Former SAS officer Ben Rider now works for the sooper-sekrit Black Ops division of British Intelligence headed up by the enigmatic and urbane Sir Nikolas Mikkelsen, a Danish diplomat who is married to a minor royal. Right off the bat we discover that Ben and Nikolas have been fucking for four years on and off, and at first, this threw me a bit – it was like walking into the middle of a story. But stick with it – I quickly realised that while these two know each other physically, that’s pretty much ALL they know of each other. Love is a Stranger explores the development of the emotional side of their relationship and how it evolves as they come to really know each other.

You can read the rest of this review at AudioGals.

The Quiet House (Black & Blue #2) by Lily Morton

The Quiet House

This title may be purchased from Amazon

Levi Black has mostly recovered from the events of a year ago. The only lingering effects are that he’s much more well known in York than he’d like to be, and he’s a lot more cautious about walking around his house naked. However, those events brought him the capricious and fascinating Blue, so he’s not complaining. On the contrary, he’s happy, in love, and looking forward to Blue finally moving in with him. And if sometimes he wonders what Blue sees in a boring cartoonist, he keeps that to himself.

Blue Billings is finally ready to throw off the memories of his past and move in with the person who means the most in the world to him. His psychic abilities have grown in the last year to his mentor Tom’s consternation, but Blue is determined to look on the bright side. He’s also focused on ignoring all the warning signs that he’s received lately.

However, even deeply buried secrets have a way of rising to the surface. And when a surprise from Blue’s past turns up and draws them away to a lonely house on the Yorkshire moors, Levi and Blue must fight for their survival once again.

Rating: B

Lily Morton’s The Mysterious and Amazing Blue Billings introduced readers to the eponymous quirky and snarky York-based ghost-tour guide, and Levi Black, a cartoonist from London who, after the death of his mother and a bad break-up, moves to York after inheriting a house near the Minster from a distant relative.  It’s a fun mix of romance and ghost story, with likeable characters, some lovely moments of poignancy and lots of the author’s trademark witty banter, and I – like many of Ms. Morton’s fans – have been eagerly awaiting the next book in the series.  The Quiet House is that book, and once again the author has penned an intriguing story and peopled it with some great characters – some we’ve met before, some who are new – and shown she’s more than able to bring the spooky when called for.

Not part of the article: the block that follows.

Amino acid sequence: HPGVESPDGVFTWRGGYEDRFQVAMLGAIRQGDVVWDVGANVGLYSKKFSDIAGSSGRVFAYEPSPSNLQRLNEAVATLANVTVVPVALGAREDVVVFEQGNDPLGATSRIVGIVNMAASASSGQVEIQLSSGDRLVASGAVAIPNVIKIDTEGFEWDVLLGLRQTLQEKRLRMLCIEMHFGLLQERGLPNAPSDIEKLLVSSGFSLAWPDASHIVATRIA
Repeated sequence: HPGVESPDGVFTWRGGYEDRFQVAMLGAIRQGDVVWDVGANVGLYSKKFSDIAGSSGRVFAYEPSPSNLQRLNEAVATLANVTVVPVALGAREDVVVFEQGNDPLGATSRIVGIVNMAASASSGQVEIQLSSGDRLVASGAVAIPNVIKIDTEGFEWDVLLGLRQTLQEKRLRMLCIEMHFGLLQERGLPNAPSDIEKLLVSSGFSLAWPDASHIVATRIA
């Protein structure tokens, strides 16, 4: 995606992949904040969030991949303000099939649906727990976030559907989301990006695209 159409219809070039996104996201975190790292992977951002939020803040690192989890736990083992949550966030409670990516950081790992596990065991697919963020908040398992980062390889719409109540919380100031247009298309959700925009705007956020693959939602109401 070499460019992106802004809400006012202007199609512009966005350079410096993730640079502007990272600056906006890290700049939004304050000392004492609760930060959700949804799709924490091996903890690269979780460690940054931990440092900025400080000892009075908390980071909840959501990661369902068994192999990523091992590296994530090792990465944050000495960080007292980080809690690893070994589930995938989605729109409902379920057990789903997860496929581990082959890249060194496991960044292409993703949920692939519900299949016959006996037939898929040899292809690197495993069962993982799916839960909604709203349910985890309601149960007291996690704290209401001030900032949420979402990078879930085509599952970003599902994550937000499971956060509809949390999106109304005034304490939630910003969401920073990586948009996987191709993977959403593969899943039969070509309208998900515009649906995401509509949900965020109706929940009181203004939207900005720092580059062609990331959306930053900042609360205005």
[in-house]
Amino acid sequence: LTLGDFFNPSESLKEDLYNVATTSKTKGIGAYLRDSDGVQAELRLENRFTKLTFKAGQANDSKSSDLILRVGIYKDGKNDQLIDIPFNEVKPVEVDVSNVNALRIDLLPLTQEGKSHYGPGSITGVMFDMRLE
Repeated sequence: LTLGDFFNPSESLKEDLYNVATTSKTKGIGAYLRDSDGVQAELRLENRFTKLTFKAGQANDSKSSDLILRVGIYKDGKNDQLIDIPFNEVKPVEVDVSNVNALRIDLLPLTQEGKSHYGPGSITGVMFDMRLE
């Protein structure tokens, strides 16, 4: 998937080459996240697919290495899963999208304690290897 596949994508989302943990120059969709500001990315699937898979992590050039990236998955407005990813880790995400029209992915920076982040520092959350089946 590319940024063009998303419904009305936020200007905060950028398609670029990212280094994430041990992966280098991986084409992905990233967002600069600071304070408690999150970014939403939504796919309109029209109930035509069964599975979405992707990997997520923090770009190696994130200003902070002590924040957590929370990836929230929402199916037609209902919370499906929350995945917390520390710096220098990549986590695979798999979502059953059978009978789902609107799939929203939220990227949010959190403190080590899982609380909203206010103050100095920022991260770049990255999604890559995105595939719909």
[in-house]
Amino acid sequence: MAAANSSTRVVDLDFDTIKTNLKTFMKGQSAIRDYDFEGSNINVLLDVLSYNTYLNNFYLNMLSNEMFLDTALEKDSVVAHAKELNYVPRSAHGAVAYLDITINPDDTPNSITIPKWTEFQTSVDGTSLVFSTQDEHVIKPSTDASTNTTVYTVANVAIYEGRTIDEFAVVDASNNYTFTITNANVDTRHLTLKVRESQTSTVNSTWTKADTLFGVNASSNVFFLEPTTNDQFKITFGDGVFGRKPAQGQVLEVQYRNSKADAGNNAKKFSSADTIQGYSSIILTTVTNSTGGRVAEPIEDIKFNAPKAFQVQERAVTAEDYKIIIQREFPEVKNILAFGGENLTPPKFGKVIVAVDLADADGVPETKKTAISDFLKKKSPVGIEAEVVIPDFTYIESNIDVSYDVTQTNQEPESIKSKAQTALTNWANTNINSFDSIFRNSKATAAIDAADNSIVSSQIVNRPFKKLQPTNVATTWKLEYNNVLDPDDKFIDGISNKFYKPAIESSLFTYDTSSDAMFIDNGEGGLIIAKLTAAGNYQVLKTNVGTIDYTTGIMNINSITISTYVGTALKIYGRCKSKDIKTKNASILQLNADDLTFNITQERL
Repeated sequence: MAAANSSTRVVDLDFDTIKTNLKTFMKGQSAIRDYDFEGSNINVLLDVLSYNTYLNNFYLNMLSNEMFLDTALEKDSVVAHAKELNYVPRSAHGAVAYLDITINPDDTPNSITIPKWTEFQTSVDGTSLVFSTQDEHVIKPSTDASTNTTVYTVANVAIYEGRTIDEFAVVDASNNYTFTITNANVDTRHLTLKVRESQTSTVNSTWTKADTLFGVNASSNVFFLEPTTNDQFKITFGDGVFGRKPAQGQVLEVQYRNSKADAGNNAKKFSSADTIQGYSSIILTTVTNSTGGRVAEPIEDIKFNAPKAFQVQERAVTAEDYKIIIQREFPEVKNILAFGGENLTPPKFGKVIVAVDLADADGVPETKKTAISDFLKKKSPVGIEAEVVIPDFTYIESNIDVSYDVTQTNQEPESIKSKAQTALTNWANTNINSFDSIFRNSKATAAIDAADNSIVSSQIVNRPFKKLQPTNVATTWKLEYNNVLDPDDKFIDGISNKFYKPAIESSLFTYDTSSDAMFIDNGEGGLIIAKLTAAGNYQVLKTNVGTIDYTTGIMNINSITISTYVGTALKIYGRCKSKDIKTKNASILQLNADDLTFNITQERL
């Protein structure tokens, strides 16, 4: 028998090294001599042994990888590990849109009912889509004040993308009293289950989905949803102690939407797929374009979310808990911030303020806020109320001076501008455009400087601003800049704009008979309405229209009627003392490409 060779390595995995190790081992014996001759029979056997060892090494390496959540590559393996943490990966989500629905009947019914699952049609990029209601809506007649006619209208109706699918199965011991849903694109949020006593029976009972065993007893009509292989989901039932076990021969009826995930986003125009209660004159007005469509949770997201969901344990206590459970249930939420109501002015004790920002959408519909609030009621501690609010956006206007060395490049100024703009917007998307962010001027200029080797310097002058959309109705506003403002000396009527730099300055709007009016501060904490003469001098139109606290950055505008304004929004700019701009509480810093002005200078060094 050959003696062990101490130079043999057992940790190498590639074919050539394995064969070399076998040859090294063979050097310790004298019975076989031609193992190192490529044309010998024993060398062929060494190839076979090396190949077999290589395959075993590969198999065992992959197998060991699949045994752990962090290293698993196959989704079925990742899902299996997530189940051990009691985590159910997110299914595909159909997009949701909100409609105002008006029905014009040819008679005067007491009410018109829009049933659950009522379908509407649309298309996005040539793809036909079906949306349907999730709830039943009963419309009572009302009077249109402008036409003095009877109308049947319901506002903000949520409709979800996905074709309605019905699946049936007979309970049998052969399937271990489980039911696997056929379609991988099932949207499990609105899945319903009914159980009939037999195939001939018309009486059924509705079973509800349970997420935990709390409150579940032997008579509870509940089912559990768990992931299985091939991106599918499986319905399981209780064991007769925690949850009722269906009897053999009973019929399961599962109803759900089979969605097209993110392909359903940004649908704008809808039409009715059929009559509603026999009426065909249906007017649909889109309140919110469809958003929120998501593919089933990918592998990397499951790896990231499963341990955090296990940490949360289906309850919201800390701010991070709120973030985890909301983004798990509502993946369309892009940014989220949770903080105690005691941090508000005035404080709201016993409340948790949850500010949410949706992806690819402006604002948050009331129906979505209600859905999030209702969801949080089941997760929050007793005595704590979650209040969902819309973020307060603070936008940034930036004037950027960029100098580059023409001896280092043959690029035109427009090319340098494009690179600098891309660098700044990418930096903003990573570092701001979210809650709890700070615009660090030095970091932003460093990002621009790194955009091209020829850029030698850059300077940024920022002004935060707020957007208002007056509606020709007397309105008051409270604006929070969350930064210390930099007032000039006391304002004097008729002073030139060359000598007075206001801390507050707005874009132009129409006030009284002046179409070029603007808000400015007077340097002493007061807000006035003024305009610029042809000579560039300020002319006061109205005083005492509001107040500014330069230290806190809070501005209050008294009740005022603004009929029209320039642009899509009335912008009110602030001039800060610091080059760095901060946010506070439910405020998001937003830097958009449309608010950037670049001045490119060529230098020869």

The Quiet House takes place around a year after Blue and Levi were nearly killed ridding Levi’s house of a particularly dangerous and malevolent ghost.  The intervening year has seen a number of changes in their lives – good changes – with Blue working to understand and control his abilities and he and Levi becoming closer and finding their way forward as a couple.  Blue still leads his ghost tour once a week, and when the story begins, Blue notices an old man dressed all in black standing quietly at the back of his tour group. He’s far too solid-looking to be a spirit, and Blue believes he’s just a late arrival – and a stingy one at that, when he disappears without paying the fee.  Not until a day or so later does he learn what he’s seen, when his friend, employer and mentor in all things psychic, crotchety bookshop-owner Tom Pattison, explains that what he saw was a spirit – or more correctly a “crow” – a warning that trouble is on the way.

And it arrives when Levi opens the door one evening to a stranger asking to see Blue – a stranger who looks oddly familiar.  With good reason.  The man is Declan Shaw.  Blue’s absentee father.

Blue has never even met his dad seeing as how he legged it before Blue was born; he recognises him from an old photo his mother kept with her at all times.  Declan’s sudden appearance evokes mixed emotions in Blue – anger for sure, but curiosity, too; maybe Declan can fill in some of the blanks for Blue, tell him some of the things about his mother he longs to know.  But Declan shows no sign of wanting to build anything with his son; he’s there to offer Blue a lucrative job at the home of his eccentric employer, Viscount Ingram, whose massive country house on the Yorkshire Moors is reputed to be the most haunted house in England.  Ingram wants to open the house to the public as a hotel of the macabre – and he needs a psychic to tell him about the spirits he can see, to interact with them and tell him their stories.

Much to Levi’s dismay, Blue is intrigued and seriously considering the proposition.  He’s worried that Declan will hurt Blue, but when Tom reveals the house in question has a terrible reputation and that it’s haunted by some very violent sprits, it seems that there is a great deal more to worry about than Blue’s relationship with his father.  Tom and Levi know Blue is going to need all the help he can get, and together, the three of them make their way to the grand estate, where right from the off, Blue and Tom are affected by the overwhelming sense of evil that permeates the place.

You can read the rest of this review at All About Romance.